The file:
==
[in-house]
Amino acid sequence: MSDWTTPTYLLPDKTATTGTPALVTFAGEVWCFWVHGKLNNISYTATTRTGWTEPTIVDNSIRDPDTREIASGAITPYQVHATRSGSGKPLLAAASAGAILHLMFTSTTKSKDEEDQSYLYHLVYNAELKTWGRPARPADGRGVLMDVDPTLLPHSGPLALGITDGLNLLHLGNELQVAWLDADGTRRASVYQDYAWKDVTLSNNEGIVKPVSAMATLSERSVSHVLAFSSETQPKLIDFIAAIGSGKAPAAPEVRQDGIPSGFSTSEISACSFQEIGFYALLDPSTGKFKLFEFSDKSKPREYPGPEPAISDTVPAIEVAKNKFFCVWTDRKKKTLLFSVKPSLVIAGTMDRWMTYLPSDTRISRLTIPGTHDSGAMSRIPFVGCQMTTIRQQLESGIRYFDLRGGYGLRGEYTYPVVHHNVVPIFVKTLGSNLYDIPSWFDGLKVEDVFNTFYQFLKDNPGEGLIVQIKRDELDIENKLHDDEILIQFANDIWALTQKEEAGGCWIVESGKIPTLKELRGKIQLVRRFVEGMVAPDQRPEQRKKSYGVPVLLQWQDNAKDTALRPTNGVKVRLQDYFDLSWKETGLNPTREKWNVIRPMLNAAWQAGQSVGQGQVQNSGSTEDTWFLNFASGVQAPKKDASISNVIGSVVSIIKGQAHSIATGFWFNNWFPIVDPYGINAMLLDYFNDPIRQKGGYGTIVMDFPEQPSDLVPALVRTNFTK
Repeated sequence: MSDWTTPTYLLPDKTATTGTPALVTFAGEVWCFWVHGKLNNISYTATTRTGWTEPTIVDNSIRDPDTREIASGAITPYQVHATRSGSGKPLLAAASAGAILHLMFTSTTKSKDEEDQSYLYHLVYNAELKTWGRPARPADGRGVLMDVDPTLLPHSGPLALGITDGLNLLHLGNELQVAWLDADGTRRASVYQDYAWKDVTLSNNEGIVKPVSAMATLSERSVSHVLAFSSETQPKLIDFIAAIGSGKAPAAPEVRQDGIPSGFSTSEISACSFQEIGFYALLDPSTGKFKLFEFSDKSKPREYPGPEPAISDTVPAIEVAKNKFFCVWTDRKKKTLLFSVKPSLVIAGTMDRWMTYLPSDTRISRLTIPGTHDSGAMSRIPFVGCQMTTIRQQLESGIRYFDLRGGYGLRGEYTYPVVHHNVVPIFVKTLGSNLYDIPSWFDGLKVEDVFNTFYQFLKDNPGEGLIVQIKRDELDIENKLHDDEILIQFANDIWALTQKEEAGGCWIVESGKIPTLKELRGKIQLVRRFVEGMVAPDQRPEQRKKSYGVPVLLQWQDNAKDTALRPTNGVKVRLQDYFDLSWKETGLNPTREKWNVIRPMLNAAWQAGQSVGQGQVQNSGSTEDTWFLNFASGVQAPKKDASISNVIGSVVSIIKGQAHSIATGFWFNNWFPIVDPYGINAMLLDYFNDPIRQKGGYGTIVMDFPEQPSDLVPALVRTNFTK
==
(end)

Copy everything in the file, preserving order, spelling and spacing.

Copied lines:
[in-house]
Amino acid sequence: MSDWTTPTYLLPDKTATTGTPALVTFAGEVWCFWVHGKLNNISYTATTRTGWTEPTIVDNSIRDPDTREIASGAITPYQVHATRSGSGKPLLAAASAGAILHLMFTSTTKSKDEEDQSYLYHLVYNAELKTWGRPARPADGRGVLMDVDPTLLPHSGPLALGITDGLNLLHLGNELQVAWLDADGTRRASVYQDYAWKDVTLSNNEGIVKPVSAMATLSERSVSHVLAFSSETQPKLIDFIAAIGSGKAPAAPEVRQDGIPSGFSTSEISACSFQEIGFYALLDPSTGKFKLFEFSDKSKPREYPGPEPAISDTVPAIEVAKNKFFCVWTDRKKKTLLFSVKPSLVIAGTMDRWMTYLPSDTRISRLTIPGTHDSGAMSRIPFVGCQMTTIRQQLESGIRYFDLRGGYGLRGEYTYPVVHHNVVPIFVKTLGSNLYDIPSWFDGLKVEDVFNTFYQFLKDNPGEGLIVQIKRDELDIENKLHDDEILIQFANDIWALTQKEEAGGCWIVESGKIPTLKELRGKIQLVRRFVEGMVAPDQRPEQRKKSYGVPVLLQWQDNAKDTALRPTNGVKVRLQDYFDLSWKETGLNPTREKWNVIRPMLNAAWQAGQSVGQGQVQNSGSTEDTWFLNFASGVQAPKKDASISNVIGSVVSIIKGQAHSIATGFWFNNWFPIVDPYGINAMLLDYFNDPIRQKGGYGTIVMDFPEQPSDLVPALVRTNFTK
Repeated sequence: MSDWTTPTYLLPDKTATTGTPALVTFAGEVWCFWVHGKLNNISYTATTRTGWTEPTIVDNSIRDPDTREIASGAITPYQVHATRSGSGKPLLAAASAGAILHLMFTSTTKSKDEEDQSYLYHLVYNAELKTWGRPARPADGRGVLMDVDPTLLPHSGPLALGITDGLNLLHLGNELQVAWLDADGTRRASVYQDYAWKDVTLSNNEGIVKPVSAMATLSERSVSHVLAFSSETQPKLIDFIAAIGSGKAPAAPEVRQDGIPSGFSTSEISACSFQEIGFYALLDPSTGKFKLFEFSDKSKPREYPGPEPAISDTVPAIEVAKNKFFCVWTDRKKKTLLFSVKPSLVIAGTMDRWMTYLPSDTRISRLTIPGTHDSGAMSRIPFVGCQMTTIRQQLESGIRYFDLRGGYGLRGEYTYPVVHHNVVPIFVKTLGSNLYDIPSWFDGLKVEDVFNTFYQFLKDNPGEGLIVQIKRDELDIENKLHDDEILIQFANDIWALTQKEEAGGCWIVESGKIPTLKELRGKIQLVRRFVEGMVAPDQRPEQRKKSYGVPVLLQWQDNAKDTALRPTNGVKVRLQDYFDLSWKETGLNPTREKWNVIRPMLNAAWQAGQSVGQGQVQNSGSTEDTWFLNFASGVQAPKKDASISNVIGSVVSIIKGQAHSIATGFWFNNWFPIVDPYGINAMLLDYFNDPIRQKGGYGTIVMDFPEQPSDLVPALVRTNFTK